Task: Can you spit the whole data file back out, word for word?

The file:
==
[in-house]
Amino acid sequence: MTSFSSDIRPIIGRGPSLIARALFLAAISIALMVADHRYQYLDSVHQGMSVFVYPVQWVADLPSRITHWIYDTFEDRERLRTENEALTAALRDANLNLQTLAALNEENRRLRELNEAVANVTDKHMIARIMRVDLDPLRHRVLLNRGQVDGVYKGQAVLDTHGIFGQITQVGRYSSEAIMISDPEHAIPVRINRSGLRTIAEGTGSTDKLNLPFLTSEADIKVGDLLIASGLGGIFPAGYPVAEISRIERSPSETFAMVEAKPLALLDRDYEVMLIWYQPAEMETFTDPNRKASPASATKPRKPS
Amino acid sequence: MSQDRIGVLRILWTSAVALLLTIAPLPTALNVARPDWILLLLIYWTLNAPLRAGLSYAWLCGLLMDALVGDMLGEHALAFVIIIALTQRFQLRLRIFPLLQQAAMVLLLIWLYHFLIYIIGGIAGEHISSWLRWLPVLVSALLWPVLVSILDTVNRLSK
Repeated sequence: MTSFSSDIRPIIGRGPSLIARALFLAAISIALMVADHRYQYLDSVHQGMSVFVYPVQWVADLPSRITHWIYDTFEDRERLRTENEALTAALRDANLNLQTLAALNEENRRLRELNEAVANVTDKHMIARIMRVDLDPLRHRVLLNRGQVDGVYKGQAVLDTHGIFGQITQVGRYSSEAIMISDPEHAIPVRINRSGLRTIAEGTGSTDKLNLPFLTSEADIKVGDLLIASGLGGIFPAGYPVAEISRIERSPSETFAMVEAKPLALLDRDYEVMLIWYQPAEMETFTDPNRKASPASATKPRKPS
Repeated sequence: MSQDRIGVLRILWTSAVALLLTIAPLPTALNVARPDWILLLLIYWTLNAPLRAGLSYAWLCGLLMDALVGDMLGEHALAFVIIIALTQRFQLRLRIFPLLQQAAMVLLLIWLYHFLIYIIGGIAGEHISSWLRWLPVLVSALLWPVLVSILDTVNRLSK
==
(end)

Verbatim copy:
[in-house]
Amino acid sequence: MTSFSSDIRPIIGRGPSLIARALFLAAISIALMVADHRYQYLDSVHQGMSVFVYPVQWVADLPSRITHWIYDTFEDRERLRTENEALTAALRDANLNLQTLAALNEENRRLRELNEAVANVTDKHMIARIMRVDLDPLRHRVLLNRGQVDGVYKGQAVLDTHGIFGQITQVGRYSSEAIMISDPEHAIPVRINRSGLRTIAEGTGSTDKLNLPFLTSEADIKVGDLLIASGLGGIFPAGYPVAEISRIERSPSETFAMVEAKPLALLDRDYEVMLIWYQPAEMETFTDPNRKASPASATKPRKPS
Amino acid sequence: MSQDRIGVLRILWTSAVALLLTIAPLPTALNVARPDWILLLLIYWTLNAPLRAGLSYAWLCGLLMDALVGDMLGEHALAFVIIIALTQRFQLRLRIFPLLQQAAMVLLLIWLYHFLIYIIGGIAGEHISSWLRWLPVLVSALLWPVLVSILDTVNRLSK
Repeated sequence: MTSFSSDIRPIIGRGPSLIARALFLAAISIALMVADHRYQYLDSVHQGMSVFVYPVQWVADLPSRITHWIYDTFEDRERLRTENEALTAALRDANLNLQTLAALNEENRRLRELNEAVANVTDKHMIARIMRVDLDPLRHRVLLNRGQVDGVYKGQAVLDTHGIFGQITQVGRYSSEAIMISDPEHAIPVRINRSGLRTIAEGTGSTDKLNLPFLTSEADIKVGDLLIASGLGGIFPAGYPVAEISRIERSPSETFAMVEAKPLALLDRDYEVMLIWYQPAEMETFTDPNRKASPASATKPRKPS
Repeated sequence: MSQDRIGVLRILWTSAVALLLTIAPLPTALNVARPDWILLLLIYWTLNAPLRAGLSYAWLCGLLMDALVGDMLGEHALAFVIIIALTQRFQLRLRIFPLLQQAAMVLLLIWLYHFLIYIIGGIAGEHISSWLRWLPVLVSALLWPVLVSILDTVNRLSK